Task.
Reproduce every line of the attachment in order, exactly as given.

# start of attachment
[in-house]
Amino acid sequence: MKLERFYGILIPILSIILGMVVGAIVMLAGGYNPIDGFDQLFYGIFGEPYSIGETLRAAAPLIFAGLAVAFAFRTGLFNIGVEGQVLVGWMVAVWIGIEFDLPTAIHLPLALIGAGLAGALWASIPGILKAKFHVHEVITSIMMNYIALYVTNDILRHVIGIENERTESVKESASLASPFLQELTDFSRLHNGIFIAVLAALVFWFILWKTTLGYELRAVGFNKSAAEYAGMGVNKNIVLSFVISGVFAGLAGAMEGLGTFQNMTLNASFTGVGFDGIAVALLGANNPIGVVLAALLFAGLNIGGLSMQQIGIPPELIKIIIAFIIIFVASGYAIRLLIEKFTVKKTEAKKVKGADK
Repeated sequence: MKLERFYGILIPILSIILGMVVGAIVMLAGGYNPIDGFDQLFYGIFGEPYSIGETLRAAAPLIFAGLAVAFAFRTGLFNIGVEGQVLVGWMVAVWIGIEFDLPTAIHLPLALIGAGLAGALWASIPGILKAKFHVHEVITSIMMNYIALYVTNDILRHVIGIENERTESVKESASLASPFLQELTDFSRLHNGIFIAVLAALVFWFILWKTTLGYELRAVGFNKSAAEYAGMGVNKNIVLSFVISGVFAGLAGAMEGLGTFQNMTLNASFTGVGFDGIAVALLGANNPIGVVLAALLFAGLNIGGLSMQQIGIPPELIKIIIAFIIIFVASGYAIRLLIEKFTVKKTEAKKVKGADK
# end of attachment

[in-house]
Amino acid sequence: MKLERFYGILIPILSIILGMVVGAIVMLAGGYNPIDGFDQLFYGIFGEPYSIGETLRAAAPLIFAGLAVAFAFRTGLFNIGVEGQVLVGWMVAVWIGIEFDLPTAIHLPLALIGAGLAGALWASIPGILKAKFHVHEVITSIMMNYIALYVTNDILRHVIGIENERTESVKESASLASPFLQELTDFSRLHNGIFIAVLAALVFWFILWKTTLGYELRAVGFNKSAAEYAGMGVNKNIVLSFVISGVFAGLAGAMEGLGTFQNMTLNASFTGVGFDGIAVALLGANNPIGVVLAALLFAGLNIGGLSMQQIGIPPELIKIIIAFIIIFVASGYAIRLLIEKFTVKKTEAKKVKGADK
Repeated sequence: MKLERFYGILIPILSIILGMVVGAIVMLAGGYNPIDGFDQLFYGIFGEPYSIGETLRAAAPLIFAGLAVAFAFRTGLFNIGVEGQVLVGWMVAVWIGIEFDLPTAIHLPLALIGAGLAGALWASIPGILKAKFHVHEVITSIMMNYIALYVTNDILRHVIGIENERTESVKESASLASPFLQELTDFSRLHNGIFIAVLAALVFWFILWKTTLGYELRAVGFNKSAAEYAGMGVNKNIVLSFVISGVFAGLAGAMEGLGTFQNMTLNASFTGVGFDGIAVALLGANNPIGVVLAALLFAGLNIGGLSMQQIGIPPELIKIIIAFIIIFVASGYAIRLLIEKFTVKKTEAKKVKGADK